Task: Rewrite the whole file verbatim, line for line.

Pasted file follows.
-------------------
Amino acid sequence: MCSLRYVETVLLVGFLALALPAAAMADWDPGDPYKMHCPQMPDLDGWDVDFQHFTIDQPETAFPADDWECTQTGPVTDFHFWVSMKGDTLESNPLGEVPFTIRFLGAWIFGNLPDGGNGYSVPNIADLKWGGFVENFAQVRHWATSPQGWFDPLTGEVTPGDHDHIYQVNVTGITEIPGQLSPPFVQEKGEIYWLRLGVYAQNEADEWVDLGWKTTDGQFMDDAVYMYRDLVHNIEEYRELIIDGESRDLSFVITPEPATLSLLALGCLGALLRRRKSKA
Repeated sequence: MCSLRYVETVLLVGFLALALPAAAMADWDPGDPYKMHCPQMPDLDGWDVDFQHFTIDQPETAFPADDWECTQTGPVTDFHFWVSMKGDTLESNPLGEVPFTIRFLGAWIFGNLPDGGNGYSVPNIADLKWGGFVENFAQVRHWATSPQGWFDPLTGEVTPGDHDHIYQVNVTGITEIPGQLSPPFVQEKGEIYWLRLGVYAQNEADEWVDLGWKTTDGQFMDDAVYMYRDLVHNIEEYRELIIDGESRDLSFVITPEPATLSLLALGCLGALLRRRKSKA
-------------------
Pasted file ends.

Amino acid sequence: MCSLRYVETVLLVGFLALALPAAAMADWDPGDPYKMHCPQMPDLDGWDVDFQHFTIDQPETAFPADDWECTQTGPVTDFHFWVSMKGDTLESNPLGEVPFTIRFLGAWIFGNLPDGGNGYSVPNIADLKWGGFVENFAQVRHWATSPQGWFDPLTGEVTPGDHDHIYQVNVTGITEIPGQLSPPFVQEKGEIYWLRLGVYAQNEADEWVDLGWKTTDGQFMDDAVYMYRDLVHNIEEYRELIIDGESRDLSFVITPEPATLSLLALGCLGALLRRRKSKA
Repeated sequence: MCSLRYVETVLLVGFLALALPAAAMADWDPGDPYKMHCPQMPDLDGWDVDFQHFTIDQPETAFPADDWECTQTGPVTDFHFWVSMKGDTLESNPLGEVPFTIRFLGAWIFGNLPDGGNGYSVPNIADLKWGGFVENFAQVRHWATSPQGWFDPLTGEVTPGDHDHIYQVNVTGITEIPGQLSPPFVQEKGEIYWLRLGVYAQNEADEWVDLGWKTTDGQFMDDAVYMYRDLVHNIEEYRELIIDGESRDLSFVITPEPATLSLLALGCLGALLRRRKSKA